A joint press release issued by the German Federal Foreign Office and the Alexander von Humboldt Foundation
The International Conference on the Protection of Refugee Researchers in Berlin comes to an end.
Their home countries are blighted by war, their freedom of research is curtailed or they are persecuted: in many parts of the world, scientists and scholars are in danger. With its Philipp Schwartz Initiative, the Alexander von Humboldt Foundation helps researchers who have fled their countries to find a safe haven at German universities. The programme supported by the German Federal Foreign Office enables universities and research institutions to welcome threatened researchers as Philipp Schwartz Fellows. It has already allowed more than 100 scientists to continue their work after taking refuge in Germany.
The Alexander von Humboldt Foundation recently joined forces with the Freie Universität Berlin and its partner Scholars at Risk (SAR) to organise an international congress focusing on the topic of “The University and the Future of Democracy”, which was held in Berlin from April 24 to 26.
When talking about the event, the German Federal Foreign Minister, Heiko Maas, explained, “Not only wars and crises, but also autocratic governments are increasingly curtailing the freedom of the arts, science and opinion worldwide. We are working to combat this with a foreign cultural relations policy that establishes and protects such freedom. The Philipp Schwartz Initiative stands for a cultural relations policy that guarantees protection for threatened scientists and scholars in Germany. With the support of members of the German Bundestag, we are working with intermediary organisations to additionally offer threatened artists prospects in Germany in future.”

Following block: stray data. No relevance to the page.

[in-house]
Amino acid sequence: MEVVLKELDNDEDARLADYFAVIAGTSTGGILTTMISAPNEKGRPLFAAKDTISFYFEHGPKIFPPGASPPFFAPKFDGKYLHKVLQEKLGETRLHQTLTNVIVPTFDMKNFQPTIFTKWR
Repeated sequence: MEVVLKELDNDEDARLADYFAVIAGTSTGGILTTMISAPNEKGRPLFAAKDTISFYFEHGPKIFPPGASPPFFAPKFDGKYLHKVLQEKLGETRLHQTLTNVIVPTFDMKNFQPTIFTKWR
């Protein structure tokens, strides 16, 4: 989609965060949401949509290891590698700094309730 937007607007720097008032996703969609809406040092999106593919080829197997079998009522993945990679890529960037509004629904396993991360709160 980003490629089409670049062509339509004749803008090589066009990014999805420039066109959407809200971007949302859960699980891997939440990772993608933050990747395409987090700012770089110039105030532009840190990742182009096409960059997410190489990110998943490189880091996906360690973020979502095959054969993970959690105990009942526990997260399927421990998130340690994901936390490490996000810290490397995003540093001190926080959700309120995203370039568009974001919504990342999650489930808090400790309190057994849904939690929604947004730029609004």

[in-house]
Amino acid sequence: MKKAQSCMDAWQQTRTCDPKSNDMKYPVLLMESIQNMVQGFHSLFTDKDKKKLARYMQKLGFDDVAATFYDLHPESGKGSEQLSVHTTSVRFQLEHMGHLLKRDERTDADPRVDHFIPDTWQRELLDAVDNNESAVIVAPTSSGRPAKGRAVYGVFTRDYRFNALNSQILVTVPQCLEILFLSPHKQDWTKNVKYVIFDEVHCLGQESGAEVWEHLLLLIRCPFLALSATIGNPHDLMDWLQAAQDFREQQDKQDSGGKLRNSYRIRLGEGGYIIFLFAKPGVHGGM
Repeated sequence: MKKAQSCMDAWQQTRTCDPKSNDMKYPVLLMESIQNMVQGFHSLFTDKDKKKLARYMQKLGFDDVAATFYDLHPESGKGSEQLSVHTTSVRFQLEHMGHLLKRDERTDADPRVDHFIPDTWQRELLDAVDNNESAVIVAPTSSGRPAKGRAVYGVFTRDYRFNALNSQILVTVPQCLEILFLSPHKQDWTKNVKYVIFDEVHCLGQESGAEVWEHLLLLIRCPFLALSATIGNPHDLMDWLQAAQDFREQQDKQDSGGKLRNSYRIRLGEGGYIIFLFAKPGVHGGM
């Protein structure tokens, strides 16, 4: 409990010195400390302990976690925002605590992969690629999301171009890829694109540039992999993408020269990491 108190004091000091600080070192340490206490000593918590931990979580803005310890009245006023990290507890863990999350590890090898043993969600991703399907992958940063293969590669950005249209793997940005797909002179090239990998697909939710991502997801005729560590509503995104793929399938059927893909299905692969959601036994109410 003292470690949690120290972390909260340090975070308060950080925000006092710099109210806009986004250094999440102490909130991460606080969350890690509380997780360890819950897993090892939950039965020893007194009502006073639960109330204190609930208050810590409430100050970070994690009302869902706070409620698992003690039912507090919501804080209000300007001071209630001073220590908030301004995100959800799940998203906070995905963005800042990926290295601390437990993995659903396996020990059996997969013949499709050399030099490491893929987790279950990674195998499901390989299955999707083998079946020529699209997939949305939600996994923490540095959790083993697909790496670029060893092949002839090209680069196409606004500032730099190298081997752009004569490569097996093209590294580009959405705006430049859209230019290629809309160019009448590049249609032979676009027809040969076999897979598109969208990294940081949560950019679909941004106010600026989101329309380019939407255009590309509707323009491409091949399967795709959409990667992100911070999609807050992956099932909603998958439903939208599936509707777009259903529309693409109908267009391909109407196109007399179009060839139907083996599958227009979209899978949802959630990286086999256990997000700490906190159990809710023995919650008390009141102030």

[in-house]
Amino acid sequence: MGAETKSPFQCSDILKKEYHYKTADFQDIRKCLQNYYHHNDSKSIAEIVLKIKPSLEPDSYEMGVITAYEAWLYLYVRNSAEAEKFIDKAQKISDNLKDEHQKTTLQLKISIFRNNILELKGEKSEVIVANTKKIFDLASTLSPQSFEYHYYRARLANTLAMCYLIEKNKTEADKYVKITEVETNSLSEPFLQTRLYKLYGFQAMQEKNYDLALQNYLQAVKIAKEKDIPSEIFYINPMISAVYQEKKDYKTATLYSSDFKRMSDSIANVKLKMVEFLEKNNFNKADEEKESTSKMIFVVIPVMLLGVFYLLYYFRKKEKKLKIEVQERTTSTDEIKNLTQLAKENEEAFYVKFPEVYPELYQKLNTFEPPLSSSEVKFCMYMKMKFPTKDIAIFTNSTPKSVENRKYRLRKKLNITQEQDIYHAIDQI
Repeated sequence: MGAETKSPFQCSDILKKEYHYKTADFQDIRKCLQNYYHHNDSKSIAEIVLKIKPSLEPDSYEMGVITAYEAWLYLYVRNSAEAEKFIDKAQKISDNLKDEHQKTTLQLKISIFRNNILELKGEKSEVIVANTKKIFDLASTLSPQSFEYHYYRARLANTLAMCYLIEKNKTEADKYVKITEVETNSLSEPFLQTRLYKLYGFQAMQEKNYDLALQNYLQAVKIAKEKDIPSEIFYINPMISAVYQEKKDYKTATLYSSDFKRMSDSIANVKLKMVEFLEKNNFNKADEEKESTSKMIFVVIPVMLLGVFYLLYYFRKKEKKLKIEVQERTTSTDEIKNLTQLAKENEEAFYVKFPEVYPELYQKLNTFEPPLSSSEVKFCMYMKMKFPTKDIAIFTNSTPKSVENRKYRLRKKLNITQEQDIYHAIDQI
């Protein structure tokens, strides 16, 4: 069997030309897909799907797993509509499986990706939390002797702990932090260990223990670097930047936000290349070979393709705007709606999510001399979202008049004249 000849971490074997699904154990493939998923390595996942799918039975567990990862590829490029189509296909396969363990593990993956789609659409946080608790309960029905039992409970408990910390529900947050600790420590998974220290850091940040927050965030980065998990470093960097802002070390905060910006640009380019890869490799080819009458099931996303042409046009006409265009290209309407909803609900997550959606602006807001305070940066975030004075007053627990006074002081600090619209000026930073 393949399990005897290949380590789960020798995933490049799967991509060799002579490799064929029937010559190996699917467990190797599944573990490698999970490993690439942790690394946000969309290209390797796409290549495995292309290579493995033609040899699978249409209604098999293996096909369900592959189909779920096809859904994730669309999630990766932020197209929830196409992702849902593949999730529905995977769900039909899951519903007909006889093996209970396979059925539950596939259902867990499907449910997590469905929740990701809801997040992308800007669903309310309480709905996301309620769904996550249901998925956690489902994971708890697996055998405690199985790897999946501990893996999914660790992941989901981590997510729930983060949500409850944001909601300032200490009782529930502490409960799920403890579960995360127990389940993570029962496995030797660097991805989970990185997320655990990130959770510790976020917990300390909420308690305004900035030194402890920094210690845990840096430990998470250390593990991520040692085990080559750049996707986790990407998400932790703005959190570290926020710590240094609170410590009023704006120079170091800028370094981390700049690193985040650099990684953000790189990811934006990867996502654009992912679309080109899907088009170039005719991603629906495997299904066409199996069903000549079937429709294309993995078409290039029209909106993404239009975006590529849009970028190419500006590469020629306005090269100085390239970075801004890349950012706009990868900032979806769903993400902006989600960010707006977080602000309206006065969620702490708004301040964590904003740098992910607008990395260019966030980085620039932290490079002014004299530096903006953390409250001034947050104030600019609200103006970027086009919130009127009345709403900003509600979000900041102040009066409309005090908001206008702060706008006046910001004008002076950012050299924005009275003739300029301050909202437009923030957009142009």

“With our Philipp Schwartz Initiative and gatherings like this event in Berlin, we are setting an example for the international mindset of academia in Germany that is visible on a global level,” declared Hans-Christian Pape, the President of the Humboldt Foundation. “Our joint conference not only provided a fruitful exchange between German and international stakeholders but also represented a clear shared commitment to academic freedom,” stated Pape.
The Philipp Schwartz Initiative is supported by the German Federal Foreign Office, the Alfried Krupp von Bohlen und Halbach Foundation, the Andrew W. Mellon Foundation, the Fritz Thyssen Foundation, the Gerda Henkel Foundation, the Klaus Tschira Foundation, the Robert Bosch Foundation, the Stifterverband and the Stiftung Mercator.
The Alexander von Humboldt Foundation
Every year, the Alexander von Humboldt Foundation enables more than 2,000 researchers from all over the world to spend time researching in Germany. The Foundation maintains a network of well over 28,000 Humboldtians from all disciplines in more than 140 countries worldwide – including 55 Nobel Prize winners.